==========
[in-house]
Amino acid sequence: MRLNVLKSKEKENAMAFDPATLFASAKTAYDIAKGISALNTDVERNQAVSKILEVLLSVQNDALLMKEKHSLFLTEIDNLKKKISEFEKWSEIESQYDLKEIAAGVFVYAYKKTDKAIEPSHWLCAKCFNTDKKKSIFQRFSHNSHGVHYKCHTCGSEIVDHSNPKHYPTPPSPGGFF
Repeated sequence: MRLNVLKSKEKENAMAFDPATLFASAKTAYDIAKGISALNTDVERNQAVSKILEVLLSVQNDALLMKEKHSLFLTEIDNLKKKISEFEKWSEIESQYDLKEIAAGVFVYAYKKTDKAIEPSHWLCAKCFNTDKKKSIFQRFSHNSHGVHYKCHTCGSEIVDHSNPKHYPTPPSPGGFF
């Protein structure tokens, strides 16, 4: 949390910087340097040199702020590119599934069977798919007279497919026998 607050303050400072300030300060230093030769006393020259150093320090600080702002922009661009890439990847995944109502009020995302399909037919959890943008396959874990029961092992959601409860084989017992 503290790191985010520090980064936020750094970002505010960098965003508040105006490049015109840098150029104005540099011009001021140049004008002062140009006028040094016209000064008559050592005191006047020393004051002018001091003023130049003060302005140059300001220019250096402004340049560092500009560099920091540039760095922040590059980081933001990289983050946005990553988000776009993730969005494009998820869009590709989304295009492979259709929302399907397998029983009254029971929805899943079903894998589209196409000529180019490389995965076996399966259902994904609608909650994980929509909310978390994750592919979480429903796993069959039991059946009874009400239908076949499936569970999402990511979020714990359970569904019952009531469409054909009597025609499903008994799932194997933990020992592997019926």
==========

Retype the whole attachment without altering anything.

[in-house]
Amino acid sequence: MRLNVLKSKEKENAMAFDPATLFASAKTAYDIAKGISALNTDVERNQAVSKILEVLLSVQNDALLMKEKHSLFLTEIDNLKKKISEFEKWSEIESQYDLKEIAAGVFVYAYKKTDKAIEPSHWLCAKCFNTDKKKSIFQRFSHNSHGVHYKCHTCGSEIVDHSNPKHYPTPPSPGGFF
Repeated sequence: MRLNVLKSKEKENAMAFDPATLFASAKTAYDIAKGISALNTDVERNQAVSKILEVLLSVQNDALLMKEKHSLFLTEIDNLKKKISEFEKWSEIESQYDLKEIAAGVFVYAYKKTDKAIEPSHWLCAKCFNTDKKKSIFQRFSHNSHGVHYKCHTCGSEIVDHSNPKHYPTPPSPGGFF
């Protein structure tokens, strides 16, 4: 949390910087340097040199702020590119599934069977798919007279497919026998 607050303050400072300030300060230093030769006393020259150093320090600080702002922009661009890439990847995944109502009020995302399909037919959890943008396959874990029961092992959601409860084989017992 503290790191985010520090980064936020750094970002505010960098965003508040105006490049015109840098150029104005540099011009001021140049004008002062140009006028040094016209000064008559050592005191006047020393004051002018001091003023130049003060302005140059300001220019250096402004340049560092500009560099920091540039760095922040590059980081933001990289983050946005990553988000776009993730969005494009998820869009590709989304295009492979259709929302399907397998029983009254029971929805899943079903894998589209196409000529180019490389995965076996399966259902994904609608909650994980929509909310978390994750592919979480429903796993069959039991059946009874009400239908076949499936569970999402990511979020714990359970569904019952009531469409054909009597025609499903008994799932194997933990020992592997019926």